The widespread army mutinies of 1917, in France, Italy and Russia, were to a large part caused by the unwillingness of the common soldier to return to the hellish conditions at the front, although there was also an element of being unwilling any longer to be cannon fodder in highly wasteful offensives. They wanted the rotation system improved, more frequent leaves to the rear, and an end to mail being withheld as a punishment.
Most historians agree that the major reason why the British Army did not suffer any major mutinies in the war, was because they kept their logistical system running smoothly, which kept the men in better spirits.
The British introduced a nutrition model that provided their soldiers with 4,000 calories a day. Meat, bread, fresh and dried vegetables, of course biscuits and tea, jam, sugar, milk, and even luxury items like tobacco and rum, were never in short supply. This was a diet that the Germans and Austro-Hungarians could have only dreamed of. But that was 4,000 calories a day for a mobilised army of over 2.6 million in 1916. And that number only kept rising to never-before-seen numbers. They had to dress all those men, supply them with weapons and ammunition, repair their boots, manufacture helmets…
“Every infantryman wore “fighting order”. The normal equipment, including steel helmet and entrenching tool, less the pack and greatcoat; with rolled groundsheet, water-bottle, and haversack in place of the pack on the back. In the haversack were small things, mess tin, towel, shaving kit, extra socks, message book, today’s ration, extra cheese, one preserved ration, and one iron ration. Two gas helmets and tear goggles were carried, also wire-cutters, field dressing and iodine. Officers and NCOs carried 4 flares. Moving from dump to dump, the men picked up, besides 220 rounds of small arms ammunition, two sandbags and two Mills grenades, these last only be thrown by trained bombers. Each leading company also took 10 picks and 50 shovels.” – British Official History of the Great War, 1916, p.313-314
This quote is often used to describe how overburdened the British soldier was at the Battle of the Somme in 1916, but it also highlights how many different tools were expected to be carried into a battle of unknown duration. Each nation had to mass produce such common things in the millions, and also keep up a functional logistic and supply system that could bring those things from the factory to the frontline. And this was just 1916, when the age of the mass-producing war economy was just beginning. The year of battles, as it was called, had produced such an unsustainable number of casualties for everyone, that the nations looked to the industry to fight the war for them.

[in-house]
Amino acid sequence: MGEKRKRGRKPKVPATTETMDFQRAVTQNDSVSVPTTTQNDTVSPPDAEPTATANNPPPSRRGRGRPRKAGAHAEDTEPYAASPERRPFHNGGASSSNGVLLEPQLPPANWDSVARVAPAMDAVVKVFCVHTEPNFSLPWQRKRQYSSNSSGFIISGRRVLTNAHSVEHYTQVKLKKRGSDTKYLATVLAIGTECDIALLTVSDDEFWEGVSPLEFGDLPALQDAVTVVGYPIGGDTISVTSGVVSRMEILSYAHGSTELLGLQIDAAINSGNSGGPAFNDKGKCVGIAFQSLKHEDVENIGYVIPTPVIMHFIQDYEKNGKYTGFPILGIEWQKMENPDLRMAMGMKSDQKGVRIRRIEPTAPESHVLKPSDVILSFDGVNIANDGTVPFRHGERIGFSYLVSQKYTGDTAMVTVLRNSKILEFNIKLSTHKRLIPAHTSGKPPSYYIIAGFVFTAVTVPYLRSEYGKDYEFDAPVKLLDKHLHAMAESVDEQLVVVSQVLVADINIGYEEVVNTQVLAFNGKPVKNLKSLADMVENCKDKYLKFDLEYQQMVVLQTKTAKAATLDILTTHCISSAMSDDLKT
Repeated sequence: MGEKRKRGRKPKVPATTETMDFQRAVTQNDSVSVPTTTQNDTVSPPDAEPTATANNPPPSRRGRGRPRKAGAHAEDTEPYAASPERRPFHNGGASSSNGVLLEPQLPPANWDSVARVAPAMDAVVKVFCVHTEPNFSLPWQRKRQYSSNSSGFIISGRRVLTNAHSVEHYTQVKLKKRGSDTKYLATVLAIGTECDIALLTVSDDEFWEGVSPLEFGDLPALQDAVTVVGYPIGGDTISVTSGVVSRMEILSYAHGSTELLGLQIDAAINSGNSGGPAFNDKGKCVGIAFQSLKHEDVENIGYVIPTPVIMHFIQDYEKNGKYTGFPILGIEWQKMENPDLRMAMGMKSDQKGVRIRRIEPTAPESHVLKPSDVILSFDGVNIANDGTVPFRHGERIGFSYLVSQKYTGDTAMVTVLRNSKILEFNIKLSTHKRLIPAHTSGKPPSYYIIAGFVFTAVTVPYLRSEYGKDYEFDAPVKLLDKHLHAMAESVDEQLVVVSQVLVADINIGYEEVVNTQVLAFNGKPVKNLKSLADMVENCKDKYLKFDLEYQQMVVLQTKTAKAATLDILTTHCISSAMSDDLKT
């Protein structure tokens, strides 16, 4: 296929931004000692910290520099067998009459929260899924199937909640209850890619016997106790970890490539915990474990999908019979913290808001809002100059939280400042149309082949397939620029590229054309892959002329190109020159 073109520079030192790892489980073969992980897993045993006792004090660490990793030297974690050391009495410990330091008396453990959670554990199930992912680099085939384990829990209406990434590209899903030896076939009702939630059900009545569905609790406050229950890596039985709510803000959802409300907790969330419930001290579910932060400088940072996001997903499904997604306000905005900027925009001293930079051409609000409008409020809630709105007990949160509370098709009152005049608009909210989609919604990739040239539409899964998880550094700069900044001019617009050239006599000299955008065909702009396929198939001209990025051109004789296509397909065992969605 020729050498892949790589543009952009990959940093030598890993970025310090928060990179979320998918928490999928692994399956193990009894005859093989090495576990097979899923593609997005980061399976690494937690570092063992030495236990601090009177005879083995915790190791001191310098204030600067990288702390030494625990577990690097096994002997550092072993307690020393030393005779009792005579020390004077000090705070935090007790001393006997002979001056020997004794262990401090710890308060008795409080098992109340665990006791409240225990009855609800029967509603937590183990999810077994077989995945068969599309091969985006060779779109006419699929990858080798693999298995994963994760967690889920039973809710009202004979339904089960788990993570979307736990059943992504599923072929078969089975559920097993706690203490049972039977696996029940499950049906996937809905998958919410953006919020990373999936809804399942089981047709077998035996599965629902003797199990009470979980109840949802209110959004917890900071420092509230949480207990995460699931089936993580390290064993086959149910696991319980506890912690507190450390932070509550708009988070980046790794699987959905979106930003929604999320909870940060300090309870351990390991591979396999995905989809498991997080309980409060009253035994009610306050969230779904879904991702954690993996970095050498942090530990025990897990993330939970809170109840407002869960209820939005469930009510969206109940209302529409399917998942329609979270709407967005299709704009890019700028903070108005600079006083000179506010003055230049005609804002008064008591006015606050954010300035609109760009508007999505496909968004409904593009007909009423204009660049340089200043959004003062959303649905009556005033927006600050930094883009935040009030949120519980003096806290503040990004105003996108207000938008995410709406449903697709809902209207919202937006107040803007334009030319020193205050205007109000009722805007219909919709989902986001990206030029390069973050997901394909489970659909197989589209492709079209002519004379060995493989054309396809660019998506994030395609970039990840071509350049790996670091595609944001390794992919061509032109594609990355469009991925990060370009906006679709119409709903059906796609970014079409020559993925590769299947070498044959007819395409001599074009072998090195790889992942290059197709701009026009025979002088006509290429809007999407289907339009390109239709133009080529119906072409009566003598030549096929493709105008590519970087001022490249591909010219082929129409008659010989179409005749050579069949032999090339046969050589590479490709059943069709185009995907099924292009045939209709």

The new war industry
The British, of course, stood with their backs to an empire. The Imperial Munitions Board continuously reached out to its colonies and dominions for help. They imported tin from Malaya, chromium from South Africa and lead from Australia. Canada and India developed their own armament industries and produced millions of shells and cartridges.
Everything else was purchased. Pyrite from Spain, aluminum from the United States, and most importantly, sodium nitrate from Chile. Actually, the allied war effort became so dependent on the nitrate salts from Chile, which were essential for the propellant for artillery shells, that in the busy moments of the war, just one lost shipment at sea could have halted the entire shell production of all allied factories.
Between April 1917 and November 1918, the British manufactured 121 million shells through this system, but even they were outclassed by the French, who produced nearly 150 million. France’s GDP was not even half of that of Britain, but its industry was permanently working on its absolute limits. In 1914, around 50,000 people had worked in its armament industry. That number rose to 1,675,000 in 1918. It produced everything en masse for the war effort, and yet also supplied the war in the Balkans and sent guns and shells to Russia until the revolution. By the end of the war, France had built a giant new industry around heavy guns, aircraft and tanks, with Renault being able to produce 278 light tanks in just the month of July 1918. France did not only have the largest air force in the world by the end of the war, but also the industry to sustain it.